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08 Apr 2020

Why is my house damp?

We are heading into winter, and for many New Zealanders that means that they’ll start seeing condensation on the windows in the mornings, an unwelcomed guest during the winter months. It makes our homes feel cold and damp, which is a real problem in one in five Kiwi homes according to Stats NZ. So what is dampness, and where does it come from? We decided to get down to the nitty gritty to explain what is happening and why.

It starts with moisture

Simply put, dampness is caused by excess moisture. And so what is moisture, you may ask, and where does it come from in our home? Let's get down to the basics.

Moisture refers to the presence of a liquid, especially water. Water in liquid form is puddles, rivers and oceans for example, but it also exists as gas in the air. When water is a gas, it is called water vapour, and this is the kind of moisture that we are interested in when we’re talking about healthy homes.

You will be aware of water vapour when you breathe out on cold mornings or see a ‘mist’ on a river or lake. It also appears as clouds when you look up into the sky. Water vapour is what is created in your bathroom when you’re showering – but not to be confused with ‘steam’ which is water vapour at 100 degrees Celsius – like when it escapes out of a boiling kettle.

Water vapour in the air is measured by humidity, a term that indicates the likelihood of precipitation (rain), dew, or fog. Warm air can hold more water than cold air, which is why it is often more humid in warmer climates than colder climates. There are three main measurements of humidity: absolute, relative and specific.

Absolute humidity is the measure of water vapour in the air, regardless of temperature.

Relative humidity is the amount of water vapour present in air expressed as a percentage of the amount needed for saturation at the same temperature or in simpler terms; how much humidity is present in the air, compared to how much there could be.

Specific humidity refers to the mass of water vapour in a unit mass of moist air. It is usually expressed as grams of vapour per kilogram of air (or in air conditioning as grains per pound), and often used in meteorology.

What is condensation?

Water vapour in the air is invisible until it condenses, so when you breathe out on a cold morning, the warm moist air from your lungs hits the cool air outside and condenses to become visible. The vapour on a river exists because the temperature of the water is warmer than the air temperature so again, visible vapour is formed. This is the same effect in your bathroom shower. Warm moisture laden air rises up in the shower to join the cooler air in the bathroom. That becomes visible water vapour (not steam, unless you’re having a boiling shower!) – which then turn into condensation when it hits cooler surfaces like tiles, mirrors or windows.

Water vapor and moisture exists in your home always. The average Kiwi family creates 8 litres of moisture every day by activities like breathing, cooking, drying laundry and showering. This is normal, and can be managed with proper insulation, sufficient heating when required and good ventilation – the three elements of the healthy home triangle. If not properly managed however, the moisture in the warm air condenses back to liquid on windows and walls. This is why our windows are weeping in the mornings after a cold night, and this is why it’s more common in winter.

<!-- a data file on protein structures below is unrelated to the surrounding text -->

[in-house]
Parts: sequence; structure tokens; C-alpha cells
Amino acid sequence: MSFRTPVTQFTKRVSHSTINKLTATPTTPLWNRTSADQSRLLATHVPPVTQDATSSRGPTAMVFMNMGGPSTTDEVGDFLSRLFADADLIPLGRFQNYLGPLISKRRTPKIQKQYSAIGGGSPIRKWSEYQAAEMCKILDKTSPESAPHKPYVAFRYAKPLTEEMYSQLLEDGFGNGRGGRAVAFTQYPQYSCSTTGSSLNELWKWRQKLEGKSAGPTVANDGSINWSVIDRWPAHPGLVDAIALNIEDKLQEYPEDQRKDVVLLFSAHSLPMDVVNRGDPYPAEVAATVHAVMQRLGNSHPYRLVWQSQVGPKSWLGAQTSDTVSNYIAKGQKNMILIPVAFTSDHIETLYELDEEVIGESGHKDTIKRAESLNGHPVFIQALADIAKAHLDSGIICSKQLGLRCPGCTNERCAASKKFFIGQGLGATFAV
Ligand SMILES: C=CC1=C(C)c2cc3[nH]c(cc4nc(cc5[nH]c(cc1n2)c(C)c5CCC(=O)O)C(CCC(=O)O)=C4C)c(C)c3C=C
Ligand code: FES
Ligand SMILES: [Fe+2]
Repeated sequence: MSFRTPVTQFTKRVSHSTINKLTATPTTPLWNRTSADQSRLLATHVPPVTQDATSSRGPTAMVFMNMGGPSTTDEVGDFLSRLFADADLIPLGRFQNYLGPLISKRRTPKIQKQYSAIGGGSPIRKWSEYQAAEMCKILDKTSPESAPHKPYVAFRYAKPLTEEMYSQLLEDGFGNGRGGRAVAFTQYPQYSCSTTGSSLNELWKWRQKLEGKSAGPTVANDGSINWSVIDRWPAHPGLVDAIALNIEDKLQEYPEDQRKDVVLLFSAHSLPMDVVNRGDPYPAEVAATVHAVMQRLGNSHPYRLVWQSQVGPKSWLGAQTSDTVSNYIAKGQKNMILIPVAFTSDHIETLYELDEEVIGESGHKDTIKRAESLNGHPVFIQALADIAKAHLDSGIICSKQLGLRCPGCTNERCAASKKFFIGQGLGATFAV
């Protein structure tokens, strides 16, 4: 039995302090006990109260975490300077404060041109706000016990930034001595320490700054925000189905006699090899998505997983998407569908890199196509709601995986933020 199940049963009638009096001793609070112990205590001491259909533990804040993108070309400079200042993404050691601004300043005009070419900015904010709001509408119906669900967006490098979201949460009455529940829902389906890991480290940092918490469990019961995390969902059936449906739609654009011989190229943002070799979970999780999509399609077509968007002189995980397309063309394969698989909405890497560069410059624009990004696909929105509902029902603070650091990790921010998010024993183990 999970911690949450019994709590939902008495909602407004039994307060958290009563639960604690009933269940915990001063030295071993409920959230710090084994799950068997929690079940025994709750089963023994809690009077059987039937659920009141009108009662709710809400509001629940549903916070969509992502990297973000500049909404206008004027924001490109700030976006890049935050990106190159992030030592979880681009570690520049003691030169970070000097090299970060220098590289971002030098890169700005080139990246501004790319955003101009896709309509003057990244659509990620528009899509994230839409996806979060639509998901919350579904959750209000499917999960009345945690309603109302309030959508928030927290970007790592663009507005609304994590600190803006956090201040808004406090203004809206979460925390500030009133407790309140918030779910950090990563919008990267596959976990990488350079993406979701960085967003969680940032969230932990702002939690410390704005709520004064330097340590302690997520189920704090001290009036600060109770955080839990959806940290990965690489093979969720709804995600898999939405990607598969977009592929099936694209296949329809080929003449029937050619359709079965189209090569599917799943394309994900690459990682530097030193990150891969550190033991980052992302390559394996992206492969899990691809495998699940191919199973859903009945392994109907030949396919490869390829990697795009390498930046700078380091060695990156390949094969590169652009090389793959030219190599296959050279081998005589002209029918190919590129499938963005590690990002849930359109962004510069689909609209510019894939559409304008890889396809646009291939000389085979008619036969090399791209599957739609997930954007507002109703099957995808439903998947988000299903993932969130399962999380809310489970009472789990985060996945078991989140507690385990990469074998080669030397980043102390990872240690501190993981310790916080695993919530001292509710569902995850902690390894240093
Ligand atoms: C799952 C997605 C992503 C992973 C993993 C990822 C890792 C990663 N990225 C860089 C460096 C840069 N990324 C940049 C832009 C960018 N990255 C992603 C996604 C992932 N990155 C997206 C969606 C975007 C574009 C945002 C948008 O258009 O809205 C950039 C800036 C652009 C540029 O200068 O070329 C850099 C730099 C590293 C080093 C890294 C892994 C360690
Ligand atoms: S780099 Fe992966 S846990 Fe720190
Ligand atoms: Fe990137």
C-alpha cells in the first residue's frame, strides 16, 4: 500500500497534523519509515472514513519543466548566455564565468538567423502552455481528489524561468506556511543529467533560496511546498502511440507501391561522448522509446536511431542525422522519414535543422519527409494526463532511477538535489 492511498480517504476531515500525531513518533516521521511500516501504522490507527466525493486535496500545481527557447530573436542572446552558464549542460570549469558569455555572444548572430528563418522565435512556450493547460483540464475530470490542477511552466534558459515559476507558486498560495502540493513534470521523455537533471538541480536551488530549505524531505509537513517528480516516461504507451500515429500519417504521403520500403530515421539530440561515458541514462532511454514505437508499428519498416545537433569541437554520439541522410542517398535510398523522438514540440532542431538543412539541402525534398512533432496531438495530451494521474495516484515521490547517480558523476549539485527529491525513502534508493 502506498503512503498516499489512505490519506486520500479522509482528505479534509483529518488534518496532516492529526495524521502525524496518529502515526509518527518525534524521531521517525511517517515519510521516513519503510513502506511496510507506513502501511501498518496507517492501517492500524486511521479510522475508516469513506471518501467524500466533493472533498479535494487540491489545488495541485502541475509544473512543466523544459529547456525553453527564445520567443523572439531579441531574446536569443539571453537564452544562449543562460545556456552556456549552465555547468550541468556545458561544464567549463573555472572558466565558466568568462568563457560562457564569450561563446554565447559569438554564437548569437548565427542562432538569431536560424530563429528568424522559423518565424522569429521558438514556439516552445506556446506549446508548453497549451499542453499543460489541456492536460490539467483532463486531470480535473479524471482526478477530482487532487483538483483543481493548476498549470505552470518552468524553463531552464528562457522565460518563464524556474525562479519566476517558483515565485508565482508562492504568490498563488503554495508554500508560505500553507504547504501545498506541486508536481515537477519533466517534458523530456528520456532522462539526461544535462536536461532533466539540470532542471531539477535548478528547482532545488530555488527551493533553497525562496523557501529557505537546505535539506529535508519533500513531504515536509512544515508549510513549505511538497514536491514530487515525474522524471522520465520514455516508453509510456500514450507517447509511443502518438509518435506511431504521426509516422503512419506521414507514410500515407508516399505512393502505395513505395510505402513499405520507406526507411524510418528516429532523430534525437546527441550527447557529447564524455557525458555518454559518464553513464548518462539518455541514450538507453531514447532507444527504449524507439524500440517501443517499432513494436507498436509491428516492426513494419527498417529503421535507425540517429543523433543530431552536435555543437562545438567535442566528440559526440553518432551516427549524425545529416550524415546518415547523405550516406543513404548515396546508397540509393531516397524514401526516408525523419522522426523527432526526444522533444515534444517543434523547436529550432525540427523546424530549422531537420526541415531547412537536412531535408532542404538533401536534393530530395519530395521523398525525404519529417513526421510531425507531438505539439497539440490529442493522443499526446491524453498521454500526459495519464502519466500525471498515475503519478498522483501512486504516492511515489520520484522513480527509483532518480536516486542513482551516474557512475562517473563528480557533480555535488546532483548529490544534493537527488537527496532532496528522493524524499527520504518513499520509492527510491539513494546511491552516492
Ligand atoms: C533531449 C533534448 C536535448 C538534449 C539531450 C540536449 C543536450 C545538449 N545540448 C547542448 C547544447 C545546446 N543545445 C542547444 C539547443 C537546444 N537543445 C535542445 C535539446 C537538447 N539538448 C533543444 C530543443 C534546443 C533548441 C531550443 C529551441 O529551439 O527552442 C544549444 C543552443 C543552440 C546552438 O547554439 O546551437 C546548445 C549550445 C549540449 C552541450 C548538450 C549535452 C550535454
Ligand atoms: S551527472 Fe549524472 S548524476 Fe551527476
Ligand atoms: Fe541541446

Moisture from the air can also get into drapes, carpets, bedding and clothing, and make them damp. Dampness can appear in any area that has an excess of moisture for any other reason as well, like dripping taps, broken pipes, even different kinds of building materials and much more.

And if your home is left damp for too long, it can start to grow mould and mildew, something that is currently happening in a third of Kiwi homes. Not only can this cause serious health concerns for you and your family, but it is also damaging to your home – which often is a very large investment.

What are signs of dampness?

You’ll notice if your home is damp from signs like;

  • Your clothes, carpets and curtains might feel damp or be mouldy
  • Musty smells throughout the house, specific areas of the house or under the house
  • Mould behind furniture, pictures, mirrors or on the walls
  • Rotting wood in the structure of the house and window frames

There are several different things you can do to tackle dampness which we will go into more detail about in our next blog post, but making sure your home has all three elements of the healthy home triangle is fundamental. Proper insulation will make the heating process more efficient (and therefore cheaper!), and a well-insulated and heated home will improve ventilation effectiveness. Effective ventilation will bring in fresh, dry air into your home, which in turn is easier (and again cheaper!) to heat than damp air.

There are different types of ventilation systems that can help improve the health of your home. Using a positive pressure ventilation system such as Unovent’s Xgen or Xtra pushes stale moist air out of the house by drawing fresh, filtered, dry air down from the roof space. The stale moist air is pushed out through gaps under and around doors and windows, up chimneys, through range hood and extraction fans, and therefore prevents the build-up of moist air that leads to mould and mildew.

Unovent’s range of ventilation systems covers all your ventilation needs, whether it be whole house ventilation or extraction ventilation for your bathroom, kitchen or roof space.

Looking after your home is an easy way to make sure that you look after your family and stay healthy. If you want to know more about how ventilation can help don't hesitate to give us a call! Our Customer Care team is still working through the lockdown, you can reach them on 0800 866 936 or email info@unovent.co.nz